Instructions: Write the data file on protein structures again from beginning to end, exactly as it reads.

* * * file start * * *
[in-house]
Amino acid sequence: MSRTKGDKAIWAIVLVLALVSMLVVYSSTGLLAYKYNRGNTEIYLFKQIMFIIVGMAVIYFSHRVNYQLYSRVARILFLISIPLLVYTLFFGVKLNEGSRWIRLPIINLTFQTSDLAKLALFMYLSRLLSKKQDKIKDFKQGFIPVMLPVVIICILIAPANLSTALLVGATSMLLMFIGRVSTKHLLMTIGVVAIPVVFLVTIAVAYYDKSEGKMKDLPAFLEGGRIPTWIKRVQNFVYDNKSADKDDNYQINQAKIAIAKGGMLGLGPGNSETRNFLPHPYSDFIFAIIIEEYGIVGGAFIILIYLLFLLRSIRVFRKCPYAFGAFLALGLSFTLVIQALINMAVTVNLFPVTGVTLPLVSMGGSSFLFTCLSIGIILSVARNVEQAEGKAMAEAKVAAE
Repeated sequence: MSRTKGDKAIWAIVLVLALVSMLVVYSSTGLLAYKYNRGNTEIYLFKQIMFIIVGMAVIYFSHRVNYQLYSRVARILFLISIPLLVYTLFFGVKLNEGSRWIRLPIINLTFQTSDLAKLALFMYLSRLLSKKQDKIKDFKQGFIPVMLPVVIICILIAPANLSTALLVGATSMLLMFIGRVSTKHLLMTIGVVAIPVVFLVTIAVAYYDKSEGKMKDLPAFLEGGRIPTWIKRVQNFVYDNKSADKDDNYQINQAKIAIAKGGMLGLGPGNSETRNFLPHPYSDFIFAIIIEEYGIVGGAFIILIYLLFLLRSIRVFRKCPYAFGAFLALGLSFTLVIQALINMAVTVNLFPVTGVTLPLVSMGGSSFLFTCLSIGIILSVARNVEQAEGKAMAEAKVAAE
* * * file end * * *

[in-house]
Amino acid sequence: MSRTKGDKAIWAIVLVLALVSMLVVYSSTGLLAYKYNRGNTEIYLFKQIMFIIVGMAVIYFSHRVNYQLYSRVARILFLISIPLLVYTLFFGVKLNEGSRWIRLPIINLTFQTSDLAKLALFMYLSRLLSKKQDKIKDFKQGFIPVMLPVVIICILIAPANLSTALLVGATSMLLMFIGRVSTKHLLMTIGVVAIPVVFLVTIAVAYYDKSEGKMKDLPAFLEGGRIPTWIKRVQNFVYDNKSADKDDNYQINQAKIAIAKGGMLGLGPGNSETRNFLPHPYSDFIFAIIIEEYGIVGGAFIILIYLLFLLRSIRVFRKCPYAFGAFLALGLSFTLVIQALINMAVTVNLFPVTGVTLPLVSMGGSSFLFTCLSIGIILSVARNVEQAEGKAMAEAKVAAE
Repeated sequence: MSRTKGDKAIWAIVLVLALVSMLVVYSSTGLLAYKYNRGNTEIYLFKQIMFIIVGMAVIYFSHRVNYQLYSRVARILFLISIPLLVYTLFFGVKLNEGSRWIRLPIINLTFQTSDLAKLALFMYLSRLLSKKQDKIKDFKQGFIPVMLPVVIICILIAPANLSTALLVGATSMLLMFIGRVSTKHLLMTIGVVAIPVVFLVTIAVAYYDKSEGKMKDLPAFLEGGRIPTWIKRVQNFVYDNKSADKDDNYQINQAKIAIAKGGMLGLGPGNSETRNFLPHPYSDFIFAIIIEEYGIVGGAFIILIYLLFLLRSIRVFRKCPYAFGAFLALGLSFTLVIQALINMAVTVNLFPVTGVTLPLVSMGGSSFLFTCLSIGIILSVARNVEQAEGKAMAEAKVAAE